Descartes’ Imagination

Estimated reading time: 1 minutes —

All this talk about Cartesian Dualism and Daniel Dennett’s entertaining interpretations of what it could mean in the real world (see comments between myself, Vaneeesa, and Yordie on my previous post on Descartes) has made me revisit the embodied philosophy of Merleau-Ponty. What is especially interesting is the relevance of his theories to visual arts, extending to virtual/digital art. Basically, Merleau-Ponty theorized in his seminal work, Phenomenology of perception, that skills are acquired as a direct result of experiencing objects and situations and that these encounters determine how future situations and objects will be handled. In other words, according to Merleau-Ponty, our relation to the world is transformed as we acquire such skills.

 We can see right away how this theory rejects Cartesian dualism in that it presupposes that the mind is not reduced to the sole workings of the brain, but that the mind and the body work in tandem through social interaction to understand the world. What is unique to Merleau-Pontian concepts is the interjection of imagination – the idea of the “virtual body” reconciles the gap between actual and virtual space. The virtual body is an imaginative dimension of embodied existence which makes it possible, within this context, to generate alternative perspectives on the body, extending to skills but also aesthetic experience, consequently allowing for these perspectives to be reshaped.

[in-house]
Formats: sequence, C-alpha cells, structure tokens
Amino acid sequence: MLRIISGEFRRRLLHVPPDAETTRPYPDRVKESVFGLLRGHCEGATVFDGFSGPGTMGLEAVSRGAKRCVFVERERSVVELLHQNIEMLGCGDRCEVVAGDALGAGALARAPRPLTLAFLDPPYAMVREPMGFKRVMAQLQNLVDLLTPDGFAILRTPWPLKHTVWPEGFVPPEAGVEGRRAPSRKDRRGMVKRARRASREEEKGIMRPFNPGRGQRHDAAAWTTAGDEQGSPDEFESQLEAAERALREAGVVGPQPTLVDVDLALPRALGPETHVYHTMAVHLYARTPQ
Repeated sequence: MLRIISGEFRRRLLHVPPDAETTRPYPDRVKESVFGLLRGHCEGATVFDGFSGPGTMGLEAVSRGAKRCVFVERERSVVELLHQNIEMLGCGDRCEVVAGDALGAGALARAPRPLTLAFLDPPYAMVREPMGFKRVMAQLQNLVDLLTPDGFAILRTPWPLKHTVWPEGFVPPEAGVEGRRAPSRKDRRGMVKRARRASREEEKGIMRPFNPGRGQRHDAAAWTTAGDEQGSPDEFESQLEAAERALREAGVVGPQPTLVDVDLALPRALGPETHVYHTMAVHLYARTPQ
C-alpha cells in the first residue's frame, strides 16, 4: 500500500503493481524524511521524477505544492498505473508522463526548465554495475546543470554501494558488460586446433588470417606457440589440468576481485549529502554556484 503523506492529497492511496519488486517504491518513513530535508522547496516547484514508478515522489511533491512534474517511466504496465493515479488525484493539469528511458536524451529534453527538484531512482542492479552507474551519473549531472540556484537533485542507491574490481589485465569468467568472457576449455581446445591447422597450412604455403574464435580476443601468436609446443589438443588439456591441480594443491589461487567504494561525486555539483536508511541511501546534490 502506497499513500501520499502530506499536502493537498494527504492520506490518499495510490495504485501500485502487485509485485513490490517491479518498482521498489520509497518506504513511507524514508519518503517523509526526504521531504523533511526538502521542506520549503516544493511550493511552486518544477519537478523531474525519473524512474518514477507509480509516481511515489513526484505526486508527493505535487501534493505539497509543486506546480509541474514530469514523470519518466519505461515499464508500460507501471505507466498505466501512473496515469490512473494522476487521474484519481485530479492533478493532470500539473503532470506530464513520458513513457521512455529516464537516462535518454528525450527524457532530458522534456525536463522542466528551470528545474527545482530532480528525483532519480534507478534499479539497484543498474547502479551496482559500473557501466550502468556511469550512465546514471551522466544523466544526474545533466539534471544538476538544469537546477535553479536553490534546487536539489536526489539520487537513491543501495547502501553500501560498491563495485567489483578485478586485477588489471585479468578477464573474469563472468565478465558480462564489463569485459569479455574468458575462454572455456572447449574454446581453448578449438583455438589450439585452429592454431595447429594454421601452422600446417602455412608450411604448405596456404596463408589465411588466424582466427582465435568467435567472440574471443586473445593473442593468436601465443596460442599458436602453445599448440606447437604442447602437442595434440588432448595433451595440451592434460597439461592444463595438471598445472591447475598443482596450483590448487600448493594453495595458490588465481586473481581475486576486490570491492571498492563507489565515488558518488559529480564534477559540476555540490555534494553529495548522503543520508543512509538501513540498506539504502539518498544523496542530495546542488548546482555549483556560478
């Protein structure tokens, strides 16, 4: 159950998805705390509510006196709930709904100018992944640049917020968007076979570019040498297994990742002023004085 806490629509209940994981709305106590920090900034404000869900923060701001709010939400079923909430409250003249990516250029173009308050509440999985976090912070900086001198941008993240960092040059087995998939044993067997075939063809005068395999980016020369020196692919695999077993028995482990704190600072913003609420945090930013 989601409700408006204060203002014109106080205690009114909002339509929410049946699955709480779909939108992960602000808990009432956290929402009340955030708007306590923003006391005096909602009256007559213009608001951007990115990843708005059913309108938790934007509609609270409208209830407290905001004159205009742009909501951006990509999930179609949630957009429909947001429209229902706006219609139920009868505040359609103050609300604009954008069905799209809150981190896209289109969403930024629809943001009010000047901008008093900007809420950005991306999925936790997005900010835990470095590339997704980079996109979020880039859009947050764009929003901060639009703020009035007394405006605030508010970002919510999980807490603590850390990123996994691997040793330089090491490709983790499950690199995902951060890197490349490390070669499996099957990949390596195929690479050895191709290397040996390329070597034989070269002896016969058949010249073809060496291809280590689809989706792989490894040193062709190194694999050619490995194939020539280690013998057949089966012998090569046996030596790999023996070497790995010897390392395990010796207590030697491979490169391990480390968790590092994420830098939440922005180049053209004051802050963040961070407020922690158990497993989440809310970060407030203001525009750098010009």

If anyone is interested in learning more, or have knowledge to share, let me know. I found this wonderful lecture by Hubert Dreyfus that summarizes some of these concepts.


, , , , ,

Comments are closed.